As the job progresses it simply refuses to stop raining so Geoff has built a cover for the block work so he can continue. It looks like a squatter camp but it won't be there for long (we hope). 

Being a builder and plumber, Geoff has a van. But he does not have a tow-bar on it so I have to use my car and trailer to get the blocks and bulk ingredients for concrete - and that is not as easy as it sounds.

I usually get the cement from Brico Depot. As mentioned before this is a sort of DIY Lidl and you have to be careful what you buy there. I’m not sure about some of their timber which I am convinced will warp when it dries. But the way I see it, if the cement ‘goes off’ it is OK, and Brico cement goes off. And it is about 20% cheaper than the single bag price of our local builders merchant and 40% cheaper than our neighbour Mr Garrigue.

The sand and gravel come from a quarry about 5 km away. I get a tonne at a time in the trailer which is able to take about 3 tonnes, but the car does not like getting much more than a tonne up the hill.

On my previous visit the weighbridge at the quarry showed that the empty car and trailer weighed 2300kg. When I went into the office to tell them what I want I noticed the display reading 2150kg. 'Strange' I thought and it slowly dawned on me that the only difference was that I was now in the office, and not on the weighbridge. The slow dawning continues, this machine thought I weigh 150kg. Bloody cheek! I know I am not exactly lithe and slender but I am NOT 17 stone.  I spend the rest of my time at the quarry trying to work out if this inability to weigh things correctly is to my advantage vis-a-vis the price of ballast, and then forget all about it till now...

Anyway, on this particular day the quarry is closed for a pont (a bridging day between a public holiday, e.g. on a Thursday, and a weekend when they do not open anyway). I have to go to the aforementioned Mr Garrigue who runs the wolrd's neatest builders merchant. I have never seen anyone else use it, and everything is neat and stacked and piled and sorted and orderly (you get the idea). Trouble is he charges about twice as much as most people for everything which is probably why I never see anyone there. This includes the sand and gravel mix known as ballast in UK and ‘grave à beton’ ici. Also Mr G does not have a bascule (weighbridge) and will only sell a cubic metre of the stuff as he knows how much this is because his digger has a cube bucket. I do not discover this until it is too late.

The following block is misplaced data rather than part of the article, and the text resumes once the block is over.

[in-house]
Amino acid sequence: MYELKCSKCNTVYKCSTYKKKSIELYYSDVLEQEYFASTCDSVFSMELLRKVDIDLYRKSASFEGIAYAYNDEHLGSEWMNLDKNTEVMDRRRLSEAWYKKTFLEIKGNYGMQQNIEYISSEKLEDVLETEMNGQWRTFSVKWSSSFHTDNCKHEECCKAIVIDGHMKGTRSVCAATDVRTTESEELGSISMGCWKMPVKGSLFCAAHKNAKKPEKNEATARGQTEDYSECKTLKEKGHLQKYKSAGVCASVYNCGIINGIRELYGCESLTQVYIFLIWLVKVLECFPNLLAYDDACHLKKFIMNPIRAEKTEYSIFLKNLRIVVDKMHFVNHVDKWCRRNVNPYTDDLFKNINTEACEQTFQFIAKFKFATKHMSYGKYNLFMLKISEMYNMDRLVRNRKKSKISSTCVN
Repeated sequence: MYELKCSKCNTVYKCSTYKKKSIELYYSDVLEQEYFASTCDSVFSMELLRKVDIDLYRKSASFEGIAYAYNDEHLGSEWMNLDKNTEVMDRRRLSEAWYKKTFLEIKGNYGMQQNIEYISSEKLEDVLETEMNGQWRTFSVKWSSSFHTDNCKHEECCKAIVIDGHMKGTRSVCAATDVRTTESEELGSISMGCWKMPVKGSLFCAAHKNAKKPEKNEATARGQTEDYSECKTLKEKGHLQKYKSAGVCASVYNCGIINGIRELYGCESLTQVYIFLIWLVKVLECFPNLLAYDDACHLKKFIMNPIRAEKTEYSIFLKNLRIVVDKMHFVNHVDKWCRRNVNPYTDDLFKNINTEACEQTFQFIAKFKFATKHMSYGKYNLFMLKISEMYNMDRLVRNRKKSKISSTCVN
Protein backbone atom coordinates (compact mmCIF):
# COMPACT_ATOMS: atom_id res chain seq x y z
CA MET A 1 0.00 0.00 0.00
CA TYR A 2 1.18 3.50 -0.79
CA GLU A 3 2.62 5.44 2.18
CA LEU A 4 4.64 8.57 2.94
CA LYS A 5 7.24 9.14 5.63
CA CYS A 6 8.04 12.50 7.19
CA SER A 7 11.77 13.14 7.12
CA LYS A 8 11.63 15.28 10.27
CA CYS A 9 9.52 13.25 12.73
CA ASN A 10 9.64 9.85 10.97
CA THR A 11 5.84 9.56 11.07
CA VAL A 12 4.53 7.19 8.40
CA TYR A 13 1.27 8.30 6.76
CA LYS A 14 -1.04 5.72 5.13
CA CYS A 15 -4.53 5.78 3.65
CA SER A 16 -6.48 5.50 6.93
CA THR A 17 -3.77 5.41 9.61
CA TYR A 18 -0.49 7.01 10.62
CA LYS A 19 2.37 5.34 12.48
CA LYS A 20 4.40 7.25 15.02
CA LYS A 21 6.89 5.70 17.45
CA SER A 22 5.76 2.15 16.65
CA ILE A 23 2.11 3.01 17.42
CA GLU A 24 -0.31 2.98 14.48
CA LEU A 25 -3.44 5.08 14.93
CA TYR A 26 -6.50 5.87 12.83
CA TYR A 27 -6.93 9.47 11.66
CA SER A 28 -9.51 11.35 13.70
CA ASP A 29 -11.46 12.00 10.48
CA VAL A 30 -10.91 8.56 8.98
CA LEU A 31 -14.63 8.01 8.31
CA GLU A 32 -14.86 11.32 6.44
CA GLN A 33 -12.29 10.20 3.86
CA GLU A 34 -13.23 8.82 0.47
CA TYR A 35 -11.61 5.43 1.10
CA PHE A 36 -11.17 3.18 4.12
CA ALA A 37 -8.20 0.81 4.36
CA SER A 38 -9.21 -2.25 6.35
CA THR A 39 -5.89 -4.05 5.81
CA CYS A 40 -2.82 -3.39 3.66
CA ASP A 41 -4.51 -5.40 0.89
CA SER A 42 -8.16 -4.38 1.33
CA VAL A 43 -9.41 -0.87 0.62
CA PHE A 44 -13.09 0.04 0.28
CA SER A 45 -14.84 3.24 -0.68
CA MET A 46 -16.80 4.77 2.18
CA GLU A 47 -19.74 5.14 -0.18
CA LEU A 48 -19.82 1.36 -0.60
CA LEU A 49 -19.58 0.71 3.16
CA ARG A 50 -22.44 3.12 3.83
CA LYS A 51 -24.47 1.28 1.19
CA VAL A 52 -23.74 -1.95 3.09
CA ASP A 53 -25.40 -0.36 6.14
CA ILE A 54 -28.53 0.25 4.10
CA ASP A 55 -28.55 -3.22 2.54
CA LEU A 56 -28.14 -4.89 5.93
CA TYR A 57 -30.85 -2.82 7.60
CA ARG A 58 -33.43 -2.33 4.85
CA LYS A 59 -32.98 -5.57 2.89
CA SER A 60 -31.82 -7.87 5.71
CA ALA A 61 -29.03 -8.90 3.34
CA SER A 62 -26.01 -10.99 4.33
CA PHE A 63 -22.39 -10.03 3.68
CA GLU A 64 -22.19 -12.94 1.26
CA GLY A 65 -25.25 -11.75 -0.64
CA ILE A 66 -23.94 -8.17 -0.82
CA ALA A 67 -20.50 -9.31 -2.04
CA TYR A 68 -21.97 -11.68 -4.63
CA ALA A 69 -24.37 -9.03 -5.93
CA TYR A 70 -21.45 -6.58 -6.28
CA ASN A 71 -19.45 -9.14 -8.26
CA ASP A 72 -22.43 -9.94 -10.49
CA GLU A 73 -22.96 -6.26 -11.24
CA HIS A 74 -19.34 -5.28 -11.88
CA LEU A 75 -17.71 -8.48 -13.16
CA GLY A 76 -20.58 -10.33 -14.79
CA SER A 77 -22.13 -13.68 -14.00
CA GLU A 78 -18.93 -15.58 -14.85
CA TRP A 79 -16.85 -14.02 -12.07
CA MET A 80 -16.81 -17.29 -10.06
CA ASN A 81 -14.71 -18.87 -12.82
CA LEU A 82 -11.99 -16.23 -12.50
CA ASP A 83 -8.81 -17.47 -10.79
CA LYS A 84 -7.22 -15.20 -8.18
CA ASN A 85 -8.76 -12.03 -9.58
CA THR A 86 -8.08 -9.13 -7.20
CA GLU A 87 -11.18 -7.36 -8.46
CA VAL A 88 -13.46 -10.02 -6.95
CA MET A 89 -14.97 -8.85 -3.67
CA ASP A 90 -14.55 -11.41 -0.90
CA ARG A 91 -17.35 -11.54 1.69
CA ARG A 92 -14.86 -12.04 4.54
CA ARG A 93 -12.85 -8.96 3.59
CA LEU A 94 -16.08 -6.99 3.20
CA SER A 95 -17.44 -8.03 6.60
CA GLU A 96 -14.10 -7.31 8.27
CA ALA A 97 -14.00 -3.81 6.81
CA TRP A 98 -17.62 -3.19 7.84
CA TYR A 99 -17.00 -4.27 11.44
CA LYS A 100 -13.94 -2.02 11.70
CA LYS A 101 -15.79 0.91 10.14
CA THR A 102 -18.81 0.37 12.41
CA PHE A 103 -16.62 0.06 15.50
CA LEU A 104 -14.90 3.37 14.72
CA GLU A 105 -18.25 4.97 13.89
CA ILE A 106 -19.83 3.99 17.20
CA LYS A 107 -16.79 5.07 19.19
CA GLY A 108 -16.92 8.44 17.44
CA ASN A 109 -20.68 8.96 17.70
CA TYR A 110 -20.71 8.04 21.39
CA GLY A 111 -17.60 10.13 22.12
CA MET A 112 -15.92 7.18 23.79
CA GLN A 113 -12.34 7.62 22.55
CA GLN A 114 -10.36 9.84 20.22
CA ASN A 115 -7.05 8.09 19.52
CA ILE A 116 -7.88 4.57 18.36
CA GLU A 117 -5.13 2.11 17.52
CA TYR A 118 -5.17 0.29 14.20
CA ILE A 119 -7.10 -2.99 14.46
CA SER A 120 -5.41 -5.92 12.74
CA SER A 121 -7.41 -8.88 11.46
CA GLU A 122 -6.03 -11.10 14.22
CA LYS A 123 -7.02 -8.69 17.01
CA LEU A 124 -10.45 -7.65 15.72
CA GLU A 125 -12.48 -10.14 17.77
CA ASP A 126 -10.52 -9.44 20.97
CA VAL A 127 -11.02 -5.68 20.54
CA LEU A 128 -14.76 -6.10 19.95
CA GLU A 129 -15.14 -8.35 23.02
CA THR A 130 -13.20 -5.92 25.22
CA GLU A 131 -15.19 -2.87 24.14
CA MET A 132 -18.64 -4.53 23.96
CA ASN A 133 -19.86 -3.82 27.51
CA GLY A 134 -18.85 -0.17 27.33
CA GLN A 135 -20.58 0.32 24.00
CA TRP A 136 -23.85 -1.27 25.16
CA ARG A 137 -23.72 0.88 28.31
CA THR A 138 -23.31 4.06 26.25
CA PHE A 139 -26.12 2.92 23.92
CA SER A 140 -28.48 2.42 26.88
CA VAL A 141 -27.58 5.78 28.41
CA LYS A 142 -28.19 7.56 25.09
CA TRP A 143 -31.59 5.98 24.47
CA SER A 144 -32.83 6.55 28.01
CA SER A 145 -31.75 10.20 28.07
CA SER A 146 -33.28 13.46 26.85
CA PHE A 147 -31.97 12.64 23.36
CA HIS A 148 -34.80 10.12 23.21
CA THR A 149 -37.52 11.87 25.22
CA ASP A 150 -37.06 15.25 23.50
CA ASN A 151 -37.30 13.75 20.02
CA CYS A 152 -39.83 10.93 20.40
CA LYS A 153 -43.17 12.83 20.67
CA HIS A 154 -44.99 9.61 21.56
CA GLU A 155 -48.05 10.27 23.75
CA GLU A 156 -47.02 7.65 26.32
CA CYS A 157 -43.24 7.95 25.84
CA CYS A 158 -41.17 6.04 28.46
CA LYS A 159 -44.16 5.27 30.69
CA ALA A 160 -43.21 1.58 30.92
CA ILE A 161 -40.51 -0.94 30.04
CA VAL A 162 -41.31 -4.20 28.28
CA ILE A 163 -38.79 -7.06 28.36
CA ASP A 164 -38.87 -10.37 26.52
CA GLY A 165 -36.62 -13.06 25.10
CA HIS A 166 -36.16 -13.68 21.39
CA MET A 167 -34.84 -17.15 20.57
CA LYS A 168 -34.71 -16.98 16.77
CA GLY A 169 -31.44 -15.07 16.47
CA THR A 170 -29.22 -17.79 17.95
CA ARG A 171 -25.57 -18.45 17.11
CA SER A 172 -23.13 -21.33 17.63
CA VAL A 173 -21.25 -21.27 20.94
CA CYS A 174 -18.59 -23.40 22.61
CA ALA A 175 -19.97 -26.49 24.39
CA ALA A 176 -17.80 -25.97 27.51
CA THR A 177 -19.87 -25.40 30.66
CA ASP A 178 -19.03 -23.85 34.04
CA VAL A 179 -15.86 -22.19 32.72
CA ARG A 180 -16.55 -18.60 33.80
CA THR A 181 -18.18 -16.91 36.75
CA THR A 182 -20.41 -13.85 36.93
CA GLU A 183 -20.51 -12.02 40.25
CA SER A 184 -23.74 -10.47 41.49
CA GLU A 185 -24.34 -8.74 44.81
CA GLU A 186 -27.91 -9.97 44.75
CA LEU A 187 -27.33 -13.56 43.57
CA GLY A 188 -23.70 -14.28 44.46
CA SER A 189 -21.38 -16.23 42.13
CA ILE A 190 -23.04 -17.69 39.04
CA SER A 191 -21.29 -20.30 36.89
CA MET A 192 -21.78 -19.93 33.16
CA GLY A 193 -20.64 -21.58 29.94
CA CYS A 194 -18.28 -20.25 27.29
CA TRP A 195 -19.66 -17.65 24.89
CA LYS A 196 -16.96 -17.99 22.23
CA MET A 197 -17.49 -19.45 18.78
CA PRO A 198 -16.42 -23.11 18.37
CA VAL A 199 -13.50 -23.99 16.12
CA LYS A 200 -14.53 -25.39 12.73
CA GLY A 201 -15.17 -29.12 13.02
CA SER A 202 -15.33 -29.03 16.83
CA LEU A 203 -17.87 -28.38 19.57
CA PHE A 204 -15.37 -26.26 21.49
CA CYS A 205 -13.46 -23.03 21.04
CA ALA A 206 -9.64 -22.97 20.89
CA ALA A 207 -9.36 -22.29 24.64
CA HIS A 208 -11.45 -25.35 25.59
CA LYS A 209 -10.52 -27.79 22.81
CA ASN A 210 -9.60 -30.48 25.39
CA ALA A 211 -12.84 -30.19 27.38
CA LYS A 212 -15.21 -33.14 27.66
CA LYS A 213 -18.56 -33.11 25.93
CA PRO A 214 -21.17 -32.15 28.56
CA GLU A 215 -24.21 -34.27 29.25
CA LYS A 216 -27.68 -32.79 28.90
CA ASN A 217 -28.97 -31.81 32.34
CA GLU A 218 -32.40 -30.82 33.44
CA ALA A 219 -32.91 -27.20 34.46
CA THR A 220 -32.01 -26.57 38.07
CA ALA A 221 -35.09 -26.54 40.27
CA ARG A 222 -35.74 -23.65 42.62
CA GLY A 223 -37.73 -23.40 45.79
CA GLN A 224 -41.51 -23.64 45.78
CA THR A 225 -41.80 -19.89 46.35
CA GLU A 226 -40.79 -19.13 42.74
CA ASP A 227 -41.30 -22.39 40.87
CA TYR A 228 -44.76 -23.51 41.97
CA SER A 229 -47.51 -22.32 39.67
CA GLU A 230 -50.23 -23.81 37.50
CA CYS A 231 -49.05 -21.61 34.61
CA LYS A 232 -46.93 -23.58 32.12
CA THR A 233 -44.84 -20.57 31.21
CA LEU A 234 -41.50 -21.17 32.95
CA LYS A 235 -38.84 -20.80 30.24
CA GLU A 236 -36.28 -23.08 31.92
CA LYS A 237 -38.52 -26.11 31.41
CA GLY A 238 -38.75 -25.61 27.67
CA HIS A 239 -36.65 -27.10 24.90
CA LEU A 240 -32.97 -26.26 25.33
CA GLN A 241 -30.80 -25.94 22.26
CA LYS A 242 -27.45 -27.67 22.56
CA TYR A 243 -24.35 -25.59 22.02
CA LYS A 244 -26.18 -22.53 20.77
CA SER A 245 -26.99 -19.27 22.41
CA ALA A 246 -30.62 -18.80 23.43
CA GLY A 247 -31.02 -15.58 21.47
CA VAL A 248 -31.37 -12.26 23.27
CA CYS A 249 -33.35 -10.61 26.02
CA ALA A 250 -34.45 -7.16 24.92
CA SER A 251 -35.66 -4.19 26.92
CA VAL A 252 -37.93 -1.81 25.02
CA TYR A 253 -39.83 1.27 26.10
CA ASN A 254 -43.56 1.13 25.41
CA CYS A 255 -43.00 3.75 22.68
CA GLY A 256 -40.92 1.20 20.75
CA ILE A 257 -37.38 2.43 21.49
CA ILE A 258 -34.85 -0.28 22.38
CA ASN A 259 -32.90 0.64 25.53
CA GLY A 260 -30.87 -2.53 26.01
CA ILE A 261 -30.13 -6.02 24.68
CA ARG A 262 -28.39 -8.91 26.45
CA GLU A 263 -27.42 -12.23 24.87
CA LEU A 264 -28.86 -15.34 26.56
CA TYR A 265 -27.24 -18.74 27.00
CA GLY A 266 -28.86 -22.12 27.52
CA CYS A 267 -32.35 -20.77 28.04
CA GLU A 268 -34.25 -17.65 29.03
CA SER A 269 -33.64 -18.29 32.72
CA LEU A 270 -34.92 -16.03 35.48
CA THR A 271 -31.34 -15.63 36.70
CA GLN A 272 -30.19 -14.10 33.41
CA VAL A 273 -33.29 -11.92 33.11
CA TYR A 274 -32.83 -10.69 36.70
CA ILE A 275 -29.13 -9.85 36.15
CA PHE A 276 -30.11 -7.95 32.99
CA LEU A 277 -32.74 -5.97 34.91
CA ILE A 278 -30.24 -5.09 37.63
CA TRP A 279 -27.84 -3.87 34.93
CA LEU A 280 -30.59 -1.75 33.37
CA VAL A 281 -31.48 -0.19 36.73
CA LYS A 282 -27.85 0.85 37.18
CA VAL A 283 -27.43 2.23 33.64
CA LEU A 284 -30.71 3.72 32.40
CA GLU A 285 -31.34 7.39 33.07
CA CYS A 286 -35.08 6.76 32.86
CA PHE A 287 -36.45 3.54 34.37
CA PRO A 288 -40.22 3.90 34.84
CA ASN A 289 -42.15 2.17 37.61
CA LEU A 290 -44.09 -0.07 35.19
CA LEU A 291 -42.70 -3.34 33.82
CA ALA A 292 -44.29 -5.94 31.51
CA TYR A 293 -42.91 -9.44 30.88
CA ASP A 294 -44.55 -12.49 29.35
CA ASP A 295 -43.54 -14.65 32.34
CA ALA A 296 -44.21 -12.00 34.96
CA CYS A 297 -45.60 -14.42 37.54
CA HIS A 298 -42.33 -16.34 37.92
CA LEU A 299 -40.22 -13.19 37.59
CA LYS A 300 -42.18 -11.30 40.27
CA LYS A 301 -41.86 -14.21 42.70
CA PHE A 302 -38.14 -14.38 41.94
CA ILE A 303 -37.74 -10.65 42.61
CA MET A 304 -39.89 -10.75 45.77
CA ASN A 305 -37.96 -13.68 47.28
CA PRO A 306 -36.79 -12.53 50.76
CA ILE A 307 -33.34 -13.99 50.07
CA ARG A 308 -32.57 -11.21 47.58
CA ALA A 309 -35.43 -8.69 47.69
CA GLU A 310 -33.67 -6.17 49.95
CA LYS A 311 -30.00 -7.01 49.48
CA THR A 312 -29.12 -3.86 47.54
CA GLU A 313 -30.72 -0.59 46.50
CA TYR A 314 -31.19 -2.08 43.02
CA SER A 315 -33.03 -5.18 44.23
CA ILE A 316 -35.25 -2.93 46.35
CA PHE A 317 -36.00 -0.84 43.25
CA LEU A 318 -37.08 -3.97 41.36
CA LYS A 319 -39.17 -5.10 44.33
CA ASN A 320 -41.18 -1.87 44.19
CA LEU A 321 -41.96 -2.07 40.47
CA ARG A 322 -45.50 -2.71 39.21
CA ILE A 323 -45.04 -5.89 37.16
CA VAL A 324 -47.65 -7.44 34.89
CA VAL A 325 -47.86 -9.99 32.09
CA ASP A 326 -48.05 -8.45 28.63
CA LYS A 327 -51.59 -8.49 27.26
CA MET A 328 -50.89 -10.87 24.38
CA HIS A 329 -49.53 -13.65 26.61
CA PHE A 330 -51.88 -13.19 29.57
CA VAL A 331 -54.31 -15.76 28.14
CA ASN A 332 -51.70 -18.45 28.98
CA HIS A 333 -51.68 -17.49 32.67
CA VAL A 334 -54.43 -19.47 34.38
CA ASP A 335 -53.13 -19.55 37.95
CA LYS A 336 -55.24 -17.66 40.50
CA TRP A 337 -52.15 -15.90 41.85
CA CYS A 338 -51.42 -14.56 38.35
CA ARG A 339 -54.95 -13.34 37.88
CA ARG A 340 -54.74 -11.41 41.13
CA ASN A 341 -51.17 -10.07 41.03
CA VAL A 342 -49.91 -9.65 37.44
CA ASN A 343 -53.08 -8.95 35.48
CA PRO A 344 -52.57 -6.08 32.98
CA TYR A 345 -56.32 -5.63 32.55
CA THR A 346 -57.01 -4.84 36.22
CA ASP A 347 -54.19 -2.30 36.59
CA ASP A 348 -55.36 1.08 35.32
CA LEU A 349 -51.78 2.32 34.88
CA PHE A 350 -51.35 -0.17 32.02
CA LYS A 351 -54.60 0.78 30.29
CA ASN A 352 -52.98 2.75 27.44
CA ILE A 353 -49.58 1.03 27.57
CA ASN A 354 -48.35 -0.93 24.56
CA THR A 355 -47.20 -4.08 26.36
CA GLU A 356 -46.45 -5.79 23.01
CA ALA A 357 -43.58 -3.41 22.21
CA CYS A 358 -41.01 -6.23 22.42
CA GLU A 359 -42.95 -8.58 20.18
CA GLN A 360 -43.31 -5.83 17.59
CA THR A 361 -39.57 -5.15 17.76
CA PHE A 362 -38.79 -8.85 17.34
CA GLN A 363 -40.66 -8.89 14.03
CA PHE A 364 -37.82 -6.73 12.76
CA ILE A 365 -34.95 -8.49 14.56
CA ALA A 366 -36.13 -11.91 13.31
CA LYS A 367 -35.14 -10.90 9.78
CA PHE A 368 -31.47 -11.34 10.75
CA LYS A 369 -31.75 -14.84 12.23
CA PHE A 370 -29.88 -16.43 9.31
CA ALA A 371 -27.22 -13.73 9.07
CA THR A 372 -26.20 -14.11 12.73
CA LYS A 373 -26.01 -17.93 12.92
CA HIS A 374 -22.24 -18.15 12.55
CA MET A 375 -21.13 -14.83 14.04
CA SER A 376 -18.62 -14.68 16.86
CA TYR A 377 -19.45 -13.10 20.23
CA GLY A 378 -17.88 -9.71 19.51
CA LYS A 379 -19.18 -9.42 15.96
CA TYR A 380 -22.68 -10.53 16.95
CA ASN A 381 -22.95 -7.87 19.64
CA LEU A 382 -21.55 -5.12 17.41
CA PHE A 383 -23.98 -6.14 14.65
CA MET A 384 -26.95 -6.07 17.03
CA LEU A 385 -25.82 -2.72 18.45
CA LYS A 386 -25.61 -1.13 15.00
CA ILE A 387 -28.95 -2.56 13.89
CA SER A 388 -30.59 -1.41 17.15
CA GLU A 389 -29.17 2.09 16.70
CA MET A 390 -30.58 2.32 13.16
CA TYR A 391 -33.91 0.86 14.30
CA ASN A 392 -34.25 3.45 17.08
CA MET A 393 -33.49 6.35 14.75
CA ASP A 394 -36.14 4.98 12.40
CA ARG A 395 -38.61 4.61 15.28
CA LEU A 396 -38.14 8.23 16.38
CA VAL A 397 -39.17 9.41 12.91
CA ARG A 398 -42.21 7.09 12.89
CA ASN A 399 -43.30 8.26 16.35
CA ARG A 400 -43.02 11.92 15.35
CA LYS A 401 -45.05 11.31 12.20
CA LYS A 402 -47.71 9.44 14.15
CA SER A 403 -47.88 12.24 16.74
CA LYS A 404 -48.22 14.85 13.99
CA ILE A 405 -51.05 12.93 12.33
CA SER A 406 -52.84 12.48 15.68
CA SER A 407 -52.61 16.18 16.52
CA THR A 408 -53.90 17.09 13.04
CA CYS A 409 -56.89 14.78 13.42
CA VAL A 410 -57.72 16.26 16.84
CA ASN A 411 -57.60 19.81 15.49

A cube weighs about 2 tonnes and I know it is going to be a problem, but much as I prefer not to stress the car out, I have managed it before so I trust to luck

Luck is also taking a pont. I neglect to take into account the last time I moved two tonnes up the lane it was dry, it is now wet and at the last and steepest section the car just says ‘you’re bloody joking mate!’ and will not go any further. I manage to reverse the trailer off the road so that I can get alongside with the tractor and trailer. 

The car I am blocking belongs to our neighbour, Alain, who has just arrived with his wife, dog and new granddaughter who is sick and must be scurried indoors before she becomes even more sick – so he does not stay to help. 

Neither does Geoff who arrives a moment later. This is because I suggest he goes and puts the kettle on. After 90 minutes of extensive shovelling I have transferred the ballast and can move the trailer out of the lane and the tea is cold.

Sod’s law has obvioulsy come to stay for a while and I have been well and truly ponted.